An angry, overflow crowd at a Wyandanch school-board meeting Wednesday night erupted in groans and shouts when officials declined to provide specifics on how they planned to deal with Tuesday’s crushing voter defeat of the district’s proposed $73.3 million budget.
The defeat requires the district to submit to a restrictive "contingency" budget and tax freeze for the 2019-20 academic year.
Some audience members called for removal of Wyandanch’s longtime superintendent, Mary Jones.
Early on, during a public comment session, one resident stepped up to a microphone and demanded the removal of Jones. The resident, Jarod Morris, told the overflow audience that he had gathered a removal petition with more than 600 signatures.
Several other residents confirmed the petition drive earlier in the day.
“I have just one request, and the request is that we find someone more qualified for the job,” said Morris, who works as a manager in retail security.
Jones, who has served 14 years as schools chief in Wyandanch, has another year to run on her contract, which includes a salary of about $230,000. The superintendent told a reporter before the meeting that she had no intention to step down from her job while under contract.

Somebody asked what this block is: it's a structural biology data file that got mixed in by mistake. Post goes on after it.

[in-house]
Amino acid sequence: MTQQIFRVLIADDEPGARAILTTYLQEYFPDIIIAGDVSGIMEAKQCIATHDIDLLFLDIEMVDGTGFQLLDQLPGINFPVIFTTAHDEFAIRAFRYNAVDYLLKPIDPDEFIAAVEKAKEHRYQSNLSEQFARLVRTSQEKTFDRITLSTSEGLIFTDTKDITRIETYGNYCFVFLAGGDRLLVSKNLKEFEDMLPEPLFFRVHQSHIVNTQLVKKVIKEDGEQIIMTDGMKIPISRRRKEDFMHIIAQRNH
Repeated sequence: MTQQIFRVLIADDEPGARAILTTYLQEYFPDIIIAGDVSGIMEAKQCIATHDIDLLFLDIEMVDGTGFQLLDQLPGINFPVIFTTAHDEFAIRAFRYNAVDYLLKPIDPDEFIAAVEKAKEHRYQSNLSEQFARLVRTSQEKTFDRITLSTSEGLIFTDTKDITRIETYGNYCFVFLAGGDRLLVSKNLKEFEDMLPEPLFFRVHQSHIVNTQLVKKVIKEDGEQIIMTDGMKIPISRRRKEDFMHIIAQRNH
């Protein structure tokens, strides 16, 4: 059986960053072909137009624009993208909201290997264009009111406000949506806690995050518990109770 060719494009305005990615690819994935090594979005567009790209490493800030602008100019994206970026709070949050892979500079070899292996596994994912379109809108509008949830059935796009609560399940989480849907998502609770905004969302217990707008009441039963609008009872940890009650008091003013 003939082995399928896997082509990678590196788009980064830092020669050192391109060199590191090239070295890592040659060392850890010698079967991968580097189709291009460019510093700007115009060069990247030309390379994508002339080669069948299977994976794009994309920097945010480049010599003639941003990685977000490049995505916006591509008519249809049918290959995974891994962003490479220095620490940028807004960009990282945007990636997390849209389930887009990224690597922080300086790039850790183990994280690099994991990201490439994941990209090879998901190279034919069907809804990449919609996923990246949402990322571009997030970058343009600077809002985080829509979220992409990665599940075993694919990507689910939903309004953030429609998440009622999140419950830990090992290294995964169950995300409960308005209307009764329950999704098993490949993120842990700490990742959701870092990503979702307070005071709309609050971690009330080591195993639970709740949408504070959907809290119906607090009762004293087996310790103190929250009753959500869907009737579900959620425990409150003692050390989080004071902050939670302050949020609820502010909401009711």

She did not respond directly to Morris’ criticism, in accordance with normal procedure during public comment periods.
The rejected spending plan carried a projected hike in property taxes of just under 20 percent, which exceeded Wyandanch's state-imposed tax-cap, and required a 60-percent voter majority to win approval.
Instead, the budget was rejected by more than 60 percent of voters, with 223 opposed and 139 in favor. It was the second defeat in two months and means Wyandanch will have to adopt a "contingency budget" with sharp restrictions in spending for the next school year, which begins July 1.
The contingency budget is slightly more than $69 million, down from the current year's $71.3 million
In response to audience questions Wednesday night, Jones and other administrators confirmed the contingency budget would be adopted. They did not say, however, when plans for specific cuts would be made public, prompting groans from the audience.